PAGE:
In a recent post, Levi Bryant describes entropy:
Entropy is not merely the tendency of systems towards heat death, but is more profoundly the measure of order within a machine. The more improbable relations between elements or parts within a machine the higher its degree of order, while the more probable the location of elements within a system the higher its degree of entropy.
This is something I’d like to expand upon, as I have been thinking a lot in the last several months about this concept of entropy (derived from nonequilibrium physics) and the idea of work. For most social scientists – particularly those who study the relationship between people and the environment – work is important because it generates knowledge; a farmer knows the land because s/he works the land. I don’t dispute that, but I think this is not the only reason we should be interested in theorizing work. Furthermore, I would argue that a focus on the work as knowledge production tends to lead to a valorization of laborers that isn’t necessarily justified in terms of environmentalism or social justice.
My thoughts on work are derived from the theory of entropy described above, and from notions of embodied and situated practices. For me work is two things: 1) it is the way we alter and affect others, and 2) it is the way we are altered and affected by others. Work is the way we create order, and the way we are ordered – through flows of energy and resources. In the most fundamental sense, work is the way we create a world – including ourselves, and in collaboration with other beings around us. Through work we build, maintain, and destroy relationships. And we can’t help but do work.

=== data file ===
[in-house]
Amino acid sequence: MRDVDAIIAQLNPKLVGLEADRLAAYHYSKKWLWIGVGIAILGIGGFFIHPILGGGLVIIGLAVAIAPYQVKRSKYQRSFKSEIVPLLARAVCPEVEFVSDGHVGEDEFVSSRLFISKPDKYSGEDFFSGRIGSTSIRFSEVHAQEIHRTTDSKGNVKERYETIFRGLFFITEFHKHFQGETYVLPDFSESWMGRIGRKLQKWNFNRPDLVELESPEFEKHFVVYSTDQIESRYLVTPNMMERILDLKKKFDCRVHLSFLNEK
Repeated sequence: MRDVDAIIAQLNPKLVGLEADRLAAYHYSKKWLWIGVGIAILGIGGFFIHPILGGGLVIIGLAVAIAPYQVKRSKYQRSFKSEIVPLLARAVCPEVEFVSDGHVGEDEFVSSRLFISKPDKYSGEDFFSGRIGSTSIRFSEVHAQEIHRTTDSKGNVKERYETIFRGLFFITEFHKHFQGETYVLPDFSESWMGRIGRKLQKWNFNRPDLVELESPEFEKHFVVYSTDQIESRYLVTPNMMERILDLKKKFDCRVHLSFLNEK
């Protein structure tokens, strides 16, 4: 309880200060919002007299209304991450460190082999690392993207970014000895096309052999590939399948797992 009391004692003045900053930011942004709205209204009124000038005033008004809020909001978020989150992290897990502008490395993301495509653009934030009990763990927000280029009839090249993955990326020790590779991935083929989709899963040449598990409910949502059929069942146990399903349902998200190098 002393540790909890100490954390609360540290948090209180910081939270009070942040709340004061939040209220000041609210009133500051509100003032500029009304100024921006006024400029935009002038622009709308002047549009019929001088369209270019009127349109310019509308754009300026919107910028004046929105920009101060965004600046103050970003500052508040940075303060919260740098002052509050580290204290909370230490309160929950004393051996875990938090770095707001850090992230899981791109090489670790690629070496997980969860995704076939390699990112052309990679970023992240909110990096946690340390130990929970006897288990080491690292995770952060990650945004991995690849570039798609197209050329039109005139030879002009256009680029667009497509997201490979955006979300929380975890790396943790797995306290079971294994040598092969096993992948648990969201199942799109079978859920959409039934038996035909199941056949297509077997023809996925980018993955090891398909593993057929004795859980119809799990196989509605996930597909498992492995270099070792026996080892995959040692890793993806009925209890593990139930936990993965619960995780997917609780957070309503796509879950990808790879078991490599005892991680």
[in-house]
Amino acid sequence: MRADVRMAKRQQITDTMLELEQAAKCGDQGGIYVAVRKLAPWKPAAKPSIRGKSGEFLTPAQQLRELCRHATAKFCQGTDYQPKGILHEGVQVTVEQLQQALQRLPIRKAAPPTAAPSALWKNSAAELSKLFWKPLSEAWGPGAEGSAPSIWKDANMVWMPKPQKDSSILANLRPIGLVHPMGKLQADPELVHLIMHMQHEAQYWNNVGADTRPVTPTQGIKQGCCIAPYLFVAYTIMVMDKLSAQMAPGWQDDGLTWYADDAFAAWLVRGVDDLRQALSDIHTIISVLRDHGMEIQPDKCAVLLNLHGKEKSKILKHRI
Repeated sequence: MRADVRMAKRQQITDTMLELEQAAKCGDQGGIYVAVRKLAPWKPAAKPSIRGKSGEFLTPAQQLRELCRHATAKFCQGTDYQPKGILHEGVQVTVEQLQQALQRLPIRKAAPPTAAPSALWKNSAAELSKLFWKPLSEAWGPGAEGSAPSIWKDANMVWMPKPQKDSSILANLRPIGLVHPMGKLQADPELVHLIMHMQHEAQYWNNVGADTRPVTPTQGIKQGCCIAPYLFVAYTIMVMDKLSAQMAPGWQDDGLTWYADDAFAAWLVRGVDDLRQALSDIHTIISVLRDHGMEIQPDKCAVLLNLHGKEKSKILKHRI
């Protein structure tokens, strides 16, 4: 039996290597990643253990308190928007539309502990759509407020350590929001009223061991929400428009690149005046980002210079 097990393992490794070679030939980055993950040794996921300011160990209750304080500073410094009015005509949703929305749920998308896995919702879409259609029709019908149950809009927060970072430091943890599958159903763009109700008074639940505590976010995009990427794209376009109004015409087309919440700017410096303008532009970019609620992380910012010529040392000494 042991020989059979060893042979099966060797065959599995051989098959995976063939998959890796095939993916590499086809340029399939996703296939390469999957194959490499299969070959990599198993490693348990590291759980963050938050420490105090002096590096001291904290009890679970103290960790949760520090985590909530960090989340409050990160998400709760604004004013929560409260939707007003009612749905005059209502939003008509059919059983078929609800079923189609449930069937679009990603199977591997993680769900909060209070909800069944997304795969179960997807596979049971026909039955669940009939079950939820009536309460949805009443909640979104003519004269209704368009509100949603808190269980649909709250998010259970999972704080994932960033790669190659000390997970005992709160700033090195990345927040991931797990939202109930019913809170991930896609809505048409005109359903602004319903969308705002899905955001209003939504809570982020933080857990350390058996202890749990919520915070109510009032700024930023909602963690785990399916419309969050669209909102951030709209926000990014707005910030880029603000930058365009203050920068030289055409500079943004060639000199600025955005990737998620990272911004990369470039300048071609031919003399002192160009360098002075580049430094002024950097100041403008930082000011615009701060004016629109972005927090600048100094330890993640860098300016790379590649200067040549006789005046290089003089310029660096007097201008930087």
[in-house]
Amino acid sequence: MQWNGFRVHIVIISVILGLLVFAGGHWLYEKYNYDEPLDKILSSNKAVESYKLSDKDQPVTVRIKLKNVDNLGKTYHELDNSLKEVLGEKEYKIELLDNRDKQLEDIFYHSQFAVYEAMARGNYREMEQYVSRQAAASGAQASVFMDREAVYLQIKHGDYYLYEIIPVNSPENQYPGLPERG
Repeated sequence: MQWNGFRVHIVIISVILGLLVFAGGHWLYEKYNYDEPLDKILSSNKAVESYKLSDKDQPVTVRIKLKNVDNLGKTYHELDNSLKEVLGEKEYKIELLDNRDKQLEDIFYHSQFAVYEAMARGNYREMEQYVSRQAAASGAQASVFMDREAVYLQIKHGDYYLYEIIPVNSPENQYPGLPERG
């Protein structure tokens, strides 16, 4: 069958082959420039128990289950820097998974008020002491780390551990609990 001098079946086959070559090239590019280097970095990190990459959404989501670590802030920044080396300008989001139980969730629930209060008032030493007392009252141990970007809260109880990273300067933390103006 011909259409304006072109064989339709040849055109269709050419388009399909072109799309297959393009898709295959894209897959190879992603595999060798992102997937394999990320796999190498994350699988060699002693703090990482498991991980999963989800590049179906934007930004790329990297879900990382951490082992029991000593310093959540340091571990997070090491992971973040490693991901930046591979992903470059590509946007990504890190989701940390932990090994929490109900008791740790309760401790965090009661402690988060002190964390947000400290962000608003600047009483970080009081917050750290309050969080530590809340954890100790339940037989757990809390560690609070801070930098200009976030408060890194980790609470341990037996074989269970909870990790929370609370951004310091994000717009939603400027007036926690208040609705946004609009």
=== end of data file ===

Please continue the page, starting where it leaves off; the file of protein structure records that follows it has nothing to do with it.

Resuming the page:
This theory of work includes work as knowledge production, but is not limited to that. Instead it forces us to open our view to the many ways that we do work, and the many different results of that work. Whether you’re out in a field planting crops, chopping down trees, building a house, or sitting in an office, you’re doing work and that means you’re making a difference. The question is, what kind of difference are you making?
Work is directly relevant to almost every aspect of my thought, including the basic premise of this blog – Utopia as a continual process of building a better world. Making the world better takes work, and it takes paying attention to the ways in which we work and the consequences of that work for ourselves and others. We want simple solutions and easy answers, but to make a difference takes work.